Queensland has recorded three new cases of COVID-19 overnight, including two that were locally acquired and connected to the Princess Alexandra Hospital nurse cluster.
Premier Annastacia Palaszczuk described the number as an encouraging result, saying that a decision on whether the Greater Brisbane lockdown would be extended would be announced at 9am on Thursday.
She said the number of people tested and no unlinked community transfer would be the key.
“Fingers crossed we’ll be looking good for Easter,” Ms Palaszczuk said.
“If we see good testing rates and no unlinked community transmission, it is all looking good.
“If it’s encouraging news tomorrow, we will be lifting the hotspot tomorrow.”
Ms Palaszczuk said the travellers should wait until tomorrow to change their plans.
“I think they should wait until 9am tomorrow, we’re having three briefings a day, this is a very serious situation that we’re in,” she said.
“I’m sorry I can’t help people who have flights coming in on Thursday, you would have seen that we declared greater Brisbane a hotspot.
“The Commonwealth has declared greater Brisbane a hotspot and other states and territories have done the same.”
The third case announced this morning was picked up in hotel quarantine.
The number of people linked to the nurse cluster, which originated from a patient from India, now sits at 11. There are eight cases tied to the first Princess Alexandra Hospital cluster.
More than 1700 people have been ordered to stay home because they’re considered to be close contacts of the two clusters.
“The fact that we don’t have any unlinked community transmission is encouraging news,” the Premier said.
She confirmed that there were people being treated for COVID in hospital in Bundaberg and Toowoomba. There are two COVID positive patients in the Gold Coast University Hospital.
Chief Health Officer Jeannette Young said the first case today was a nurse in the Princess Alexandra Hospital who contracted the virus from a patient on the ward.
The second case recorded today was from the same household as the nurse.
The nurse had been vaccinated on March 19 with her first dose.
“She hadn’t had a chance yet to have full immunity,” Dr Young said.
She said the situation for Queenslanders over Easter was “encouraging”.
“We need to get more results from today, so it is absolutely extremely important that anyone with any symptoms gets tested,” she said.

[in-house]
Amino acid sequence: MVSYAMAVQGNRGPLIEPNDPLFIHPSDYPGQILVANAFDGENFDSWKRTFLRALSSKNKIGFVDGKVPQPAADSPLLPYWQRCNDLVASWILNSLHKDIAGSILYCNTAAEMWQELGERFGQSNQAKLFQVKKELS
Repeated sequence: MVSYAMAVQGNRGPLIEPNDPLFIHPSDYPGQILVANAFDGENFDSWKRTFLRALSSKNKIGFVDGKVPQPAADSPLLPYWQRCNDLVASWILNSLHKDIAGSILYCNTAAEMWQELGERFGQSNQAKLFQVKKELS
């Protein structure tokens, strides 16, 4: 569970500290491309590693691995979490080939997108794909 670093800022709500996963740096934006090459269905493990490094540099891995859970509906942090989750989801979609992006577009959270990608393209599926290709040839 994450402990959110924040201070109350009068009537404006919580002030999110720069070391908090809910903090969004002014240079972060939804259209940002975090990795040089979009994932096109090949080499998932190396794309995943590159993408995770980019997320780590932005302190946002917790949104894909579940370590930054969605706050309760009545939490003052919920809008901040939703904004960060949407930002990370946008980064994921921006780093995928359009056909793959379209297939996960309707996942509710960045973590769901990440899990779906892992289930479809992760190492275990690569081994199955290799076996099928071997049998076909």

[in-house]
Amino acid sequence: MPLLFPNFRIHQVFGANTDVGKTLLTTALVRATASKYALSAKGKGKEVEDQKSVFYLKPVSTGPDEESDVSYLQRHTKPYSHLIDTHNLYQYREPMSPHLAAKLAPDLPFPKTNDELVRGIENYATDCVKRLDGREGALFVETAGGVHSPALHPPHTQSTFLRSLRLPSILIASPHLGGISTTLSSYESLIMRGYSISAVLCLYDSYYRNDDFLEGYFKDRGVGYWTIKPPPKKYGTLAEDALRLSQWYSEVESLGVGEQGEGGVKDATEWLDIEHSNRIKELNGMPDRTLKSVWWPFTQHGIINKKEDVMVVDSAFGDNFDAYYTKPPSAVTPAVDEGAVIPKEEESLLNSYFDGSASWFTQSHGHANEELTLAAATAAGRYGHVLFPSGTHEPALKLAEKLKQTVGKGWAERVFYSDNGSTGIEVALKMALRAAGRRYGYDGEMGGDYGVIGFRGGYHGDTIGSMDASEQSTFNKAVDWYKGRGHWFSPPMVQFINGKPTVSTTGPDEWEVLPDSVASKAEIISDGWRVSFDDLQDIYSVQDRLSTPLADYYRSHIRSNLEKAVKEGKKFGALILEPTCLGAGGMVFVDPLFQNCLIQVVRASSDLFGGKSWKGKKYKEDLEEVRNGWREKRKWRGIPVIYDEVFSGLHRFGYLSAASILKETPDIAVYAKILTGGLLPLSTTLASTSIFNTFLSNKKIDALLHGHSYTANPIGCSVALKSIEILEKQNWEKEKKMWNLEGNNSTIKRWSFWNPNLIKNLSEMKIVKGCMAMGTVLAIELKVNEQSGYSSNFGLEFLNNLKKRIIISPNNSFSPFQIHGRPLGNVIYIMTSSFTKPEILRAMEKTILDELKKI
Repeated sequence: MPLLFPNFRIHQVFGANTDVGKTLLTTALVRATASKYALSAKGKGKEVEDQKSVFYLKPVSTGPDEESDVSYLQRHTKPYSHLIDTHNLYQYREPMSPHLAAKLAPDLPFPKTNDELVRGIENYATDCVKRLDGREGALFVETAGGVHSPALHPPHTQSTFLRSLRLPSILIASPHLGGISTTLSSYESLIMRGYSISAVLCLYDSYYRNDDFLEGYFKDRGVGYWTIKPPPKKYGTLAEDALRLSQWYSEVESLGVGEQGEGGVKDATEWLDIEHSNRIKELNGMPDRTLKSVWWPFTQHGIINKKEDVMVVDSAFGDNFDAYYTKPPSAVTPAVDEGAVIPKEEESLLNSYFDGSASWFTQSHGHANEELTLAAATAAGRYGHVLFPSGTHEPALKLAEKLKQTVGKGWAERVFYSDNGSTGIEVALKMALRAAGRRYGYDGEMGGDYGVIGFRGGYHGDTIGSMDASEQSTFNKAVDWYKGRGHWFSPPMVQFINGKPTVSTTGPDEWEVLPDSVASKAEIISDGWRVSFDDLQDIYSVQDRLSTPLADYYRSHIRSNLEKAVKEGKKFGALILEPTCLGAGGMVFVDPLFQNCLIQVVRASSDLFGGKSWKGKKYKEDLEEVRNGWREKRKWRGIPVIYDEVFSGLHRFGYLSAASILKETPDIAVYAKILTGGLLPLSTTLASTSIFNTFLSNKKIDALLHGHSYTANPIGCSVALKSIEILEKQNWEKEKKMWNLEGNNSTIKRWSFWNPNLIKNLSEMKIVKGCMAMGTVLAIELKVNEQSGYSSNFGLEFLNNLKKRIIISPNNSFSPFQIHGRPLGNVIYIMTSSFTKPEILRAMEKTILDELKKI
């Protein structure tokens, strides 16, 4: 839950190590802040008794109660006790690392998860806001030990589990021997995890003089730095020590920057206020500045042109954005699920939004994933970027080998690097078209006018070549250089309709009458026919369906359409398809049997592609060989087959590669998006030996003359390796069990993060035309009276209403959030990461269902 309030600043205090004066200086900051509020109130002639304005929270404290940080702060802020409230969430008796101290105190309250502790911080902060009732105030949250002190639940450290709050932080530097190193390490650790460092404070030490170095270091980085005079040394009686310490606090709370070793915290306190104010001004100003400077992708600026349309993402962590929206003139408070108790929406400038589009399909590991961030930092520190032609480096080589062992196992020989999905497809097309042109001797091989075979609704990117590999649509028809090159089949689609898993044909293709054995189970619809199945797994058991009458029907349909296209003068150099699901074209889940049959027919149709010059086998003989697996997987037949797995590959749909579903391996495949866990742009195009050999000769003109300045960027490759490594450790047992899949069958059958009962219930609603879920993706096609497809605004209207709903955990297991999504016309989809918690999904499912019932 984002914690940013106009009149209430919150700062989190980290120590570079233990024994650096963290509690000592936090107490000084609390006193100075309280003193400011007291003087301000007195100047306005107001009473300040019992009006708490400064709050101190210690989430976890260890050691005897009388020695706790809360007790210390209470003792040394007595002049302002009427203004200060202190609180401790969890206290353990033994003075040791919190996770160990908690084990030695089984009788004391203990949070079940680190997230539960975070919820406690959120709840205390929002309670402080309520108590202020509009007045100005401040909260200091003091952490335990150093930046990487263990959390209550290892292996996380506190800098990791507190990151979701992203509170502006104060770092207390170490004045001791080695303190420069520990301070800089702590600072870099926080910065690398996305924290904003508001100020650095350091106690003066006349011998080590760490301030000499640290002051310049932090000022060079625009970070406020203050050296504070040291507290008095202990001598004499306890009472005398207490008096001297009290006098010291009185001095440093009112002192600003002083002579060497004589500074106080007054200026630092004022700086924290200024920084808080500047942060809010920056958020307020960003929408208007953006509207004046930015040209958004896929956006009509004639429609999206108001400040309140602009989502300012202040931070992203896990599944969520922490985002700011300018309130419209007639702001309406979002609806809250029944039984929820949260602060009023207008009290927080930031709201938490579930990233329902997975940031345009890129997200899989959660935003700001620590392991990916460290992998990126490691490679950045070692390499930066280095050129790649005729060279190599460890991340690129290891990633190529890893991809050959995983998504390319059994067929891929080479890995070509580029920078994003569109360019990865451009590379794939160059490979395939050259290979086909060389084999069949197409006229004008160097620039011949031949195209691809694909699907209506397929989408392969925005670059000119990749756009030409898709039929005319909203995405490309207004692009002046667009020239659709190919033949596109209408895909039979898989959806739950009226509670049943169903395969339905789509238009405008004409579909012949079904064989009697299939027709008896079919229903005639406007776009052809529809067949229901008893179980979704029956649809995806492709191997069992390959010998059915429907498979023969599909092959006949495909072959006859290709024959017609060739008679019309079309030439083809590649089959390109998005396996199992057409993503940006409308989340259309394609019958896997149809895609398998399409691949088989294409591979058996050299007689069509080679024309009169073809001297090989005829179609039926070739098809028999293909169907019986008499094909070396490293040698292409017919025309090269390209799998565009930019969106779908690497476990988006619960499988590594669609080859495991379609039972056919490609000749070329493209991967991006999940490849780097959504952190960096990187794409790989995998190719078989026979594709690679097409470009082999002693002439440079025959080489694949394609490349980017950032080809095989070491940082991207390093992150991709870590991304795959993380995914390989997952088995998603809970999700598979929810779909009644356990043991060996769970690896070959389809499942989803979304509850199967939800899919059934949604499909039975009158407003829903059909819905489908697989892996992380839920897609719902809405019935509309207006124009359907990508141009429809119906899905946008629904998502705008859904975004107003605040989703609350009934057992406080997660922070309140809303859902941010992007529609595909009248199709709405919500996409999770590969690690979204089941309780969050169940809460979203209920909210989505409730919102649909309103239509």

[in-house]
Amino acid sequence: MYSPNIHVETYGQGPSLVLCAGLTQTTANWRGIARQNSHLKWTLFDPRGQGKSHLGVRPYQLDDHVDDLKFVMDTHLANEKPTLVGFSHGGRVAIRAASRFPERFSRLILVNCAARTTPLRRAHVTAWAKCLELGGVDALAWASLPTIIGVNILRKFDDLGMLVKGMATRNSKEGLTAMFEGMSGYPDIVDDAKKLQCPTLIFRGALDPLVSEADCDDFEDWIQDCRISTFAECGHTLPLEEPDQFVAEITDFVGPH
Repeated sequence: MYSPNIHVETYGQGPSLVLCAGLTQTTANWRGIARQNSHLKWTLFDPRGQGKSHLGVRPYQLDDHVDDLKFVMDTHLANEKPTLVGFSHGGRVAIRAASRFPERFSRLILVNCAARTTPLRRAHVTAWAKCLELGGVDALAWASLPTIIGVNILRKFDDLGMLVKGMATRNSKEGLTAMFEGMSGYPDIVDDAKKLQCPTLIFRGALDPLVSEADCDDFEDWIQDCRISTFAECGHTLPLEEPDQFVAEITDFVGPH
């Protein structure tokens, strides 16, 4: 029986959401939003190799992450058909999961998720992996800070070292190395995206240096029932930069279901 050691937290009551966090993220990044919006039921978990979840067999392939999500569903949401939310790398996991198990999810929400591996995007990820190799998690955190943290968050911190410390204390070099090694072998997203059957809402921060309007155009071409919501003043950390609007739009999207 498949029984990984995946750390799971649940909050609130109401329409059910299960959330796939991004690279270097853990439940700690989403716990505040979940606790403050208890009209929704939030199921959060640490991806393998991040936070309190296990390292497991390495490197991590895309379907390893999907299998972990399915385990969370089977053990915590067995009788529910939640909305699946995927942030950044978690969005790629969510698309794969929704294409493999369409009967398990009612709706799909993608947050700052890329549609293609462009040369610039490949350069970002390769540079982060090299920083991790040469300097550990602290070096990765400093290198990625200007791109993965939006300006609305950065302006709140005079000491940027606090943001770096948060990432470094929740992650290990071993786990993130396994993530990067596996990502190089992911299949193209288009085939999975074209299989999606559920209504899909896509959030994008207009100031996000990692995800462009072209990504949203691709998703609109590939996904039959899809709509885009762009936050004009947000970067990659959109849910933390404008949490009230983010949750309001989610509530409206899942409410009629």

“If there’s any other chains of transmission, we pick them up immediately and then we’ll get the results tomorrow morning and we’ll be able to then make a decision.”
Ms Palaszczuk called on the Federal Government to release it’s COVID-19 vaccination figures, while Deputy Premier Steven Miles fired up over what he described as a “orchestrated” attack on the states and territories from the Federal Government.
Mr Miles said 70 per cent of the vaccination rollout was the Federal Government’s responsibility.
“The Prime Minister committed that three million Australians would be vaccinated by the end of March,” he said. “Well, today is March 31 and he has fallen 2.4 million short of that target.”
On Tuesday, Ms Palaszczuk said the possibility of the lockdown continuing past 5pm Thursday was a “day by day” proposition. She said then that a decision expected to be made on Wednesday night.
The Princess Alexandra Hospital was last night plunged into lockdown after a fresh case emerged Tuesday night, while the Mater Hospital at South Brisbane sent staff home after a recent visitor tested positive.
Queensland recorded 10 new cases of COVID-19 on Tuesday, eight as a result of community transmission as two distinct clusters began to emerge on the first day of the Greater Brisbane lockdown.
One is linked to an unvaccinated doctor who tested positive in early March while working in the PA Hospital COVID ward, while the other involves an unvaccinated nurse who attended a hen’s weekend at Byron Bay.
Authorities are racing to control the two growing clusters which have now reached as far as Gladstone and the Gold Coast.
Brisbane residents have been warned not to flout lockdown laws and flee to other regions as authorities warn they are prepared to issue fines.